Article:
The US State Department's newly released "Country Reports on Terrorism 2019" makes special note for the first time of an international white supremacist threat. The report states that the Department's Counterterrorism Bureau last year "increased its efforts to combat racially or ethnically motivated terrorism (REMT). REMT, in particular white supremacist terrorism, continues to be a threat to the global community, with violence both on the rise and spreading geographically, as white supremacist and nativist movements and individuals increasingly target immigrants; Jewish, Muslim, and other religious minorities; lesbian, gay, bisexual, transgender and/or intersex (LGBTI) individuals; governments; and other perceived enemies. The CT Bureau is working with our law enforcement and foreign partners to take concrete actions to address this growing threat."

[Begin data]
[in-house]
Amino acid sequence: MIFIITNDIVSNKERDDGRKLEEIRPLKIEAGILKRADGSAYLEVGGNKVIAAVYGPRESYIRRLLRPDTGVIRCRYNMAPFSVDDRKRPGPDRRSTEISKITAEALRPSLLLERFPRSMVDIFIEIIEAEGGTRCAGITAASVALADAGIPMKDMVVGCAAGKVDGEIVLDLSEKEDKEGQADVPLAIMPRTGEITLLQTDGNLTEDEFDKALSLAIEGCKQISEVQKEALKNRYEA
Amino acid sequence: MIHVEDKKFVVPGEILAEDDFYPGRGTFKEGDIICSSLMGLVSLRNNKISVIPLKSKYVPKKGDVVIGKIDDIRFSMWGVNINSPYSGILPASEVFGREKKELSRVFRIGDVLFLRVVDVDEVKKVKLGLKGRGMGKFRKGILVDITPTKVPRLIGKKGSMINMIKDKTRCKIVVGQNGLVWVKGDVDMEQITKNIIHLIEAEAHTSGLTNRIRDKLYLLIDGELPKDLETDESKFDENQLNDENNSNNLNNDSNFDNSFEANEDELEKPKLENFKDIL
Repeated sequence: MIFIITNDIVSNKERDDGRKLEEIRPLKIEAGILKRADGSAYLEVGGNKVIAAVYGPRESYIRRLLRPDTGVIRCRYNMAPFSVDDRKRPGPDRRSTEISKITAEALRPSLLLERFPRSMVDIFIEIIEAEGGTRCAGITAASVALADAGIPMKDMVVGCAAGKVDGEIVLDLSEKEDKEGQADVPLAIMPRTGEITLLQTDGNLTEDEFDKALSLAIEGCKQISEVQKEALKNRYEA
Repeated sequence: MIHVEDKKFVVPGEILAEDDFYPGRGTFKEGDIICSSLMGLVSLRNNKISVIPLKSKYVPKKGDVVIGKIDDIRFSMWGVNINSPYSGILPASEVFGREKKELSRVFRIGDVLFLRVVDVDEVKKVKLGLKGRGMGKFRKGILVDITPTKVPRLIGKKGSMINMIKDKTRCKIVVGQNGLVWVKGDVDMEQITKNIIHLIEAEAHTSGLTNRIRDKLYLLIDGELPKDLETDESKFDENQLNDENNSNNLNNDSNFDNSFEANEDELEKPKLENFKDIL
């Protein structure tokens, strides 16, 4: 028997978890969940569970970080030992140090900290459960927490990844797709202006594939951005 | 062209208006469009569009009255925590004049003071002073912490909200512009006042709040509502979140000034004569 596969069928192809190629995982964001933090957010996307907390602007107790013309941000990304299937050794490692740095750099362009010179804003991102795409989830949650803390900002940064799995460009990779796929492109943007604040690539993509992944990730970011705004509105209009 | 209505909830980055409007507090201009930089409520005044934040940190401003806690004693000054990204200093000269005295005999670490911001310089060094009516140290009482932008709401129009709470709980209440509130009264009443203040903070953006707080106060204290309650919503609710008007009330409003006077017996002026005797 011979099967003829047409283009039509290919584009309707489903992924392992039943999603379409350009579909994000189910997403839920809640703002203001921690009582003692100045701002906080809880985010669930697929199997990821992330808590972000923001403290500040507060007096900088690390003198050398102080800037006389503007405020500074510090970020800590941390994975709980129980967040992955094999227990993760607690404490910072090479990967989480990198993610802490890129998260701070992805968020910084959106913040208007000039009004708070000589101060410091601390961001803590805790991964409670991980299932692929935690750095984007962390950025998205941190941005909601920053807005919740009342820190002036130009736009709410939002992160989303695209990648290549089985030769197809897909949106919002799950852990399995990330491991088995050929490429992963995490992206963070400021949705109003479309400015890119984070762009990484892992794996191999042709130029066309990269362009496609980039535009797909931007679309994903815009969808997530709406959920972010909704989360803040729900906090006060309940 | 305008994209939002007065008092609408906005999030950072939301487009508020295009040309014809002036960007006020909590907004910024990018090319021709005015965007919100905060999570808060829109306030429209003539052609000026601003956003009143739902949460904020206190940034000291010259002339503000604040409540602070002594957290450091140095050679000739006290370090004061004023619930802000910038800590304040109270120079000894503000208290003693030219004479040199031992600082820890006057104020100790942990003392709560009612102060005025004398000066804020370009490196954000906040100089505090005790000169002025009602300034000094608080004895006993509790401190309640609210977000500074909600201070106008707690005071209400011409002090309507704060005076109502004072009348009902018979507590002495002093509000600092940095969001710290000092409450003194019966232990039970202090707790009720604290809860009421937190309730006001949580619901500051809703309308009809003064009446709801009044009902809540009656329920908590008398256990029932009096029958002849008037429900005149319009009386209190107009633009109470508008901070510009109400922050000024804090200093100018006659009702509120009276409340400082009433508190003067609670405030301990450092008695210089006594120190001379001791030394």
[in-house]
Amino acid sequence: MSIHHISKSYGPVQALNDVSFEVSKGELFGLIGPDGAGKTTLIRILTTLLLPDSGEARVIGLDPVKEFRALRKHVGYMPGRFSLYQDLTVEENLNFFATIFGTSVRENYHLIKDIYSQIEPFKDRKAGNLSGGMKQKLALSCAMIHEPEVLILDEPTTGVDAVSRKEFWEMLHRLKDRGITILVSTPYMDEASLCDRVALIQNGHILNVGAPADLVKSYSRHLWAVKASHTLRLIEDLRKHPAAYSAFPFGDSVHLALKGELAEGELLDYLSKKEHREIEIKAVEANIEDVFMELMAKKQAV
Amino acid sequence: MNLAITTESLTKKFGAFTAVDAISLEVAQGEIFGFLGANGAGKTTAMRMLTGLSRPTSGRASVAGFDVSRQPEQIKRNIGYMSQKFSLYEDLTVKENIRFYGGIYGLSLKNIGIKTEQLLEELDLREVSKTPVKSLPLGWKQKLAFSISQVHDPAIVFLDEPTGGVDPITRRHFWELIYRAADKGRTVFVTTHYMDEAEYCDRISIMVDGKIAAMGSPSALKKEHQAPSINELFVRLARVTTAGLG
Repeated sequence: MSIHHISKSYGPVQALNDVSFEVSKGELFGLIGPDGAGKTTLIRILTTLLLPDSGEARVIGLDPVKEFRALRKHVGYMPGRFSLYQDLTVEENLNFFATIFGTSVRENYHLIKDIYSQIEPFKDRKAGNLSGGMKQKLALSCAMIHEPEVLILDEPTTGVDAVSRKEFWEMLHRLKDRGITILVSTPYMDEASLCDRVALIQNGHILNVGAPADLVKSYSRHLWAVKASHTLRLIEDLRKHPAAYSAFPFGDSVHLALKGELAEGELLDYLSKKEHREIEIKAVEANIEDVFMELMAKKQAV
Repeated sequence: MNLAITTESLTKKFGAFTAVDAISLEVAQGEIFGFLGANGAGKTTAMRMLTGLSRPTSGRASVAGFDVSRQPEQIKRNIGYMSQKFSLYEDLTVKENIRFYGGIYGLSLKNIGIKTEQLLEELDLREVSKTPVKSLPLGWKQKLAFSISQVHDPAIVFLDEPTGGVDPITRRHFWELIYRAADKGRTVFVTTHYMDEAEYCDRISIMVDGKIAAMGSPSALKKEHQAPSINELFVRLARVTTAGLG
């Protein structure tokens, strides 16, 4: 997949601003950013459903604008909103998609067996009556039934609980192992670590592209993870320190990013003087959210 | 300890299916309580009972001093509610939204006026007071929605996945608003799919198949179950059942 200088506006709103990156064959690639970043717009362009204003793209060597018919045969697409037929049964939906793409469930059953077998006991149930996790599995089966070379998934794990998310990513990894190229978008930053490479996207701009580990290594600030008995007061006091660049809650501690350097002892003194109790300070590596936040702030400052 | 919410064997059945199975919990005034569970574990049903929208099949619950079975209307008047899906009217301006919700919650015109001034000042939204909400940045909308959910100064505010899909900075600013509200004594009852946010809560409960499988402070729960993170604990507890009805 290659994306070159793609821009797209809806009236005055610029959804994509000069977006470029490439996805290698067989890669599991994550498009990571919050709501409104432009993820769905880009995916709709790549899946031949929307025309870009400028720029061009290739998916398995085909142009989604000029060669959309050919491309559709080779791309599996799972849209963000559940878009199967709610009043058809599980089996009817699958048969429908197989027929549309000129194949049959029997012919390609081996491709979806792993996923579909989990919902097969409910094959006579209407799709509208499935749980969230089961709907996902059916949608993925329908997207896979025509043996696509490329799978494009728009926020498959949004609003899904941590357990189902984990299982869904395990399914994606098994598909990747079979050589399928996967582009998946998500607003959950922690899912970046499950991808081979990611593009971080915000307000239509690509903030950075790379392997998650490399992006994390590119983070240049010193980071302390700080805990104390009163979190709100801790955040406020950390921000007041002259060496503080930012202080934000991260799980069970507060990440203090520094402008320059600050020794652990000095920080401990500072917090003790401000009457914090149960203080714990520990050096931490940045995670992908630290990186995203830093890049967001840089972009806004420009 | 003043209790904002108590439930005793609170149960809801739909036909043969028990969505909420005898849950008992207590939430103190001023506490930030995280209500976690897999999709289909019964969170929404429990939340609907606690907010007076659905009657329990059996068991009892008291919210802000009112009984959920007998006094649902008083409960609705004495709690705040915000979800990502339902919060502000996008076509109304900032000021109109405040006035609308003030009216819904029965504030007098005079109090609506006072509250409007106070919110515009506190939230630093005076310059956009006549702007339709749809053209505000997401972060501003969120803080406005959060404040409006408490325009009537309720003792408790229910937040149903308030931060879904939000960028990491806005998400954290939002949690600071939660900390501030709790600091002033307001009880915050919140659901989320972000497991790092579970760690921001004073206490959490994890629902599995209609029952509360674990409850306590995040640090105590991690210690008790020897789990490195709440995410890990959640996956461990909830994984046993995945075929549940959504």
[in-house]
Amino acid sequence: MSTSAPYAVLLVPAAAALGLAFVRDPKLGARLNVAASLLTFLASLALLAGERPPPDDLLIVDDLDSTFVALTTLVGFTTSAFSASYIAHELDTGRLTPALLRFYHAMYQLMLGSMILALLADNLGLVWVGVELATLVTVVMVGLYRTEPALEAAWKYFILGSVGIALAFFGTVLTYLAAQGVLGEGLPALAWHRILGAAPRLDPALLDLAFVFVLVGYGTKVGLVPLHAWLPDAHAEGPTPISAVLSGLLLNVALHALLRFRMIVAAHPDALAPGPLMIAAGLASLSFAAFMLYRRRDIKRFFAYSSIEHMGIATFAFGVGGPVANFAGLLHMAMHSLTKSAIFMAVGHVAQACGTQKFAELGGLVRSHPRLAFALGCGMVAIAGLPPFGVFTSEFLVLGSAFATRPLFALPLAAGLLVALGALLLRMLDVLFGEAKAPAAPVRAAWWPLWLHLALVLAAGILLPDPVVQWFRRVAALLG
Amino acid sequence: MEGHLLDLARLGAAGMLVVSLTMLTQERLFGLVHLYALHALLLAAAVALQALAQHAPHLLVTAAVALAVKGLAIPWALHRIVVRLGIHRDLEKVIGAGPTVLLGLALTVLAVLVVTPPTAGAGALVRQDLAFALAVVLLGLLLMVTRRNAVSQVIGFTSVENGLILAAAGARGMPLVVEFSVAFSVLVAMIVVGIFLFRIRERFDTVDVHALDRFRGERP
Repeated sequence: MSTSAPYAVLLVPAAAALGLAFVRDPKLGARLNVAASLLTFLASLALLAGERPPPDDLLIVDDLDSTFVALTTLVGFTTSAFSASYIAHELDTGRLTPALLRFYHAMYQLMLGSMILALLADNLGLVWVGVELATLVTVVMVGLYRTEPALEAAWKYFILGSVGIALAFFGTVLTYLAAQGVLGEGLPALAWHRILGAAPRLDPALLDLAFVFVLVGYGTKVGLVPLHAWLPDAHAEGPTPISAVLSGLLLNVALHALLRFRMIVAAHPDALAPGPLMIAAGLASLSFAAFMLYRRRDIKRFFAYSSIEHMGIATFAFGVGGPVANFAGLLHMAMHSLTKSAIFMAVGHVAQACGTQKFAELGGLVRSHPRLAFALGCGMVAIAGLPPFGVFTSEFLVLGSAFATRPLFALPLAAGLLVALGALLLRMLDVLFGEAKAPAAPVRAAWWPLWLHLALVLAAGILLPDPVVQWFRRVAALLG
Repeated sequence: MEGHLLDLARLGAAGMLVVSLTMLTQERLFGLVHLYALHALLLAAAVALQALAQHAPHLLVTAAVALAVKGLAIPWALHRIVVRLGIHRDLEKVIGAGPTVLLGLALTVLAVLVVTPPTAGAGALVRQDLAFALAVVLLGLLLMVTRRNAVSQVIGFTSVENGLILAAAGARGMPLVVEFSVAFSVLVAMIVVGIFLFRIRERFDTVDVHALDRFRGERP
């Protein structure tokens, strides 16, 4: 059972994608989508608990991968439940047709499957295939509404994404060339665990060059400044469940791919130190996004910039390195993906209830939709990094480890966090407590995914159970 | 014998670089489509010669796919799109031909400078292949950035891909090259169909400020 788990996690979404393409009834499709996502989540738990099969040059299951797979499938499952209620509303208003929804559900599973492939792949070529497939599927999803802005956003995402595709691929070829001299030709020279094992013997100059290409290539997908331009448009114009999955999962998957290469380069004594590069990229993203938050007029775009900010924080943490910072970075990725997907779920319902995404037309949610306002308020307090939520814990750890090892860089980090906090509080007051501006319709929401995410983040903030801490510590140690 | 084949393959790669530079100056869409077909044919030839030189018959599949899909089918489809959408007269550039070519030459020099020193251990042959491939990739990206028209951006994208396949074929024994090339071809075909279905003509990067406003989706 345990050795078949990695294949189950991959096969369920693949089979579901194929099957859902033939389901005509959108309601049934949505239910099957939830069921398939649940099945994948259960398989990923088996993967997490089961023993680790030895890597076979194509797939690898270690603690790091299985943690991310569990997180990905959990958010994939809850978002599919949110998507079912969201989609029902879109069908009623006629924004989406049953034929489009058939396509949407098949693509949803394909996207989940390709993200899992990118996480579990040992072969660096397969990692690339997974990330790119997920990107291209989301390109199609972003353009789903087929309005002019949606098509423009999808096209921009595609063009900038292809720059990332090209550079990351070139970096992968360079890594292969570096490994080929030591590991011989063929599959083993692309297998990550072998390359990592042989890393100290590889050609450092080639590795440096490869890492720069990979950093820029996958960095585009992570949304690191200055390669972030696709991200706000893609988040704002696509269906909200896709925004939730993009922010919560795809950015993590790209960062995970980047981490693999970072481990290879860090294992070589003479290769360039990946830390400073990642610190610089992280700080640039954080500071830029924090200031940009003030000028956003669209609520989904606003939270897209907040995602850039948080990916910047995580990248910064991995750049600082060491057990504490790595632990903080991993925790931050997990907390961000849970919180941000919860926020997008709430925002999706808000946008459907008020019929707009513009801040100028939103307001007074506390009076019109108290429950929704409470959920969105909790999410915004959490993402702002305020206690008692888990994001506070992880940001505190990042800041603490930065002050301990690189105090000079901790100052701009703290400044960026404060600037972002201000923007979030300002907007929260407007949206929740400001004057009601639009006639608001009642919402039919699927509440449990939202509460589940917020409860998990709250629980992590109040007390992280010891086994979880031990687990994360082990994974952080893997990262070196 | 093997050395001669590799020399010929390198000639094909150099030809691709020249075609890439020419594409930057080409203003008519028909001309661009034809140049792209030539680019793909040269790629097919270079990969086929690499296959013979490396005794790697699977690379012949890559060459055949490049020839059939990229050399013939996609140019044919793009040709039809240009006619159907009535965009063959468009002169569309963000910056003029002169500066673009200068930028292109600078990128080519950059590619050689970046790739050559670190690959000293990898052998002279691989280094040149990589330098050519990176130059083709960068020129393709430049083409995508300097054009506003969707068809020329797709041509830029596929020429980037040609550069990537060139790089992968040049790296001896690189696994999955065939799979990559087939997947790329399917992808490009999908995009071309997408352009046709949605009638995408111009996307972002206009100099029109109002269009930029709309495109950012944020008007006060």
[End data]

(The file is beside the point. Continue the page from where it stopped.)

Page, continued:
In Episode 54 of the CounterVortex podcast, Bill Weinberg explores the twin threats of a totalitarian order that the United States faces at this history-making moment: Trump-fascism, perhaps to be lubricated by a "Reichstag Fire" scenario ahead of the November election, and a post-pandemic "new normality" of complete surveillance and social control. Eerily predictive of these twin dystopias are two works of "future fiction" from the 20th century—It Can't Happen Here by Sinclair Lewis and The Machine Stops by EM Forster. With the Black Lives Matter uprising deepening the ugly backlash from the Trump camp and a COVID-19 "second wave" looming, the US is poised on a razor's edge between long-overdue leaps of social progress and descent into some kind of updated American variant of fascism. Listen on SoundCloud or via Patreon.